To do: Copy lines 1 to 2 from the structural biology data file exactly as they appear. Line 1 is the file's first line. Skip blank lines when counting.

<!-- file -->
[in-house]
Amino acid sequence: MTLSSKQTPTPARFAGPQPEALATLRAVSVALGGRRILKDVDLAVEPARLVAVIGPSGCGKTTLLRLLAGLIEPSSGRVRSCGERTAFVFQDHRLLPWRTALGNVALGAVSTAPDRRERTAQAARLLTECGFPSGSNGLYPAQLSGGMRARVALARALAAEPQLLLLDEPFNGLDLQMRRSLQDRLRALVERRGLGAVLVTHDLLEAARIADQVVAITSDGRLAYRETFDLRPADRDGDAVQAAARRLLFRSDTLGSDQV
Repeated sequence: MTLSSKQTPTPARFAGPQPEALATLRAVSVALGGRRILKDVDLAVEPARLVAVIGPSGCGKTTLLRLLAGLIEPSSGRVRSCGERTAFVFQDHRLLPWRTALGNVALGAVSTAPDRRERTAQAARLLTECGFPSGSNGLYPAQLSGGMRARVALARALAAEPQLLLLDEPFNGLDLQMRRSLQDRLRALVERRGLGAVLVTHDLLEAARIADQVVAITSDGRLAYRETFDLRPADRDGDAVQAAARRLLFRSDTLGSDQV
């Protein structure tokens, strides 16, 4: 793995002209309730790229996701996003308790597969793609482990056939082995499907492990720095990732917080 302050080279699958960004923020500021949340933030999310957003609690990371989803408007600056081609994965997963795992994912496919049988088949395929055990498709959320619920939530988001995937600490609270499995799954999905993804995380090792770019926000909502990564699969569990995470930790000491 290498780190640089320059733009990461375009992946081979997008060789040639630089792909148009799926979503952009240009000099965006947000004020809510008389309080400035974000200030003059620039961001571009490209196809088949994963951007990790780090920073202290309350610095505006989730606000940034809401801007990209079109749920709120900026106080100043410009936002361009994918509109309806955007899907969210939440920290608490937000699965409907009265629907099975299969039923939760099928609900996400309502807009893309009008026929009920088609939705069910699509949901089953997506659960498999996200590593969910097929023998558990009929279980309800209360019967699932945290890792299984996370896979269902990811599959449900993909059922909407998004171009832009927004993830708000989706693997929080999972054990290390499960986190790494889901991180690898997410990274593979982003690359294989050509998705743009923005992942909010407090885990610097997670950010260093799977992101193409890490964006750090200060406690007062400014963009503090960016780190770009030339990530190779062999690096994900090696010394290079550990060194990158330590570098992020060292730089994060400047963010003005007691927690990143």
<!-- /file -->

[in-house]
Amino acid sequence: MTLSSKQTPTPARFAGPQPEALATLRAVSVALGGRRILKDVDLAVEPARLVAVIGPSGCGKTTLLRLLAGLIEPSSGRVRSCGERTAFVFQDHRLLPWRTALGNVALGAVSTAPDRRERTAQAARLLTECGFPSGSNGLYPAQLSGGMRARVALARALAAEPQLLLLDEPFNGLDLQMRRSLQDRLRALVERRGLGAVLVTHDLLEAARIADQVVAITSDGRLAYRETFDLRPADRDGDAVQAAARRLLFRSDTLGSDQV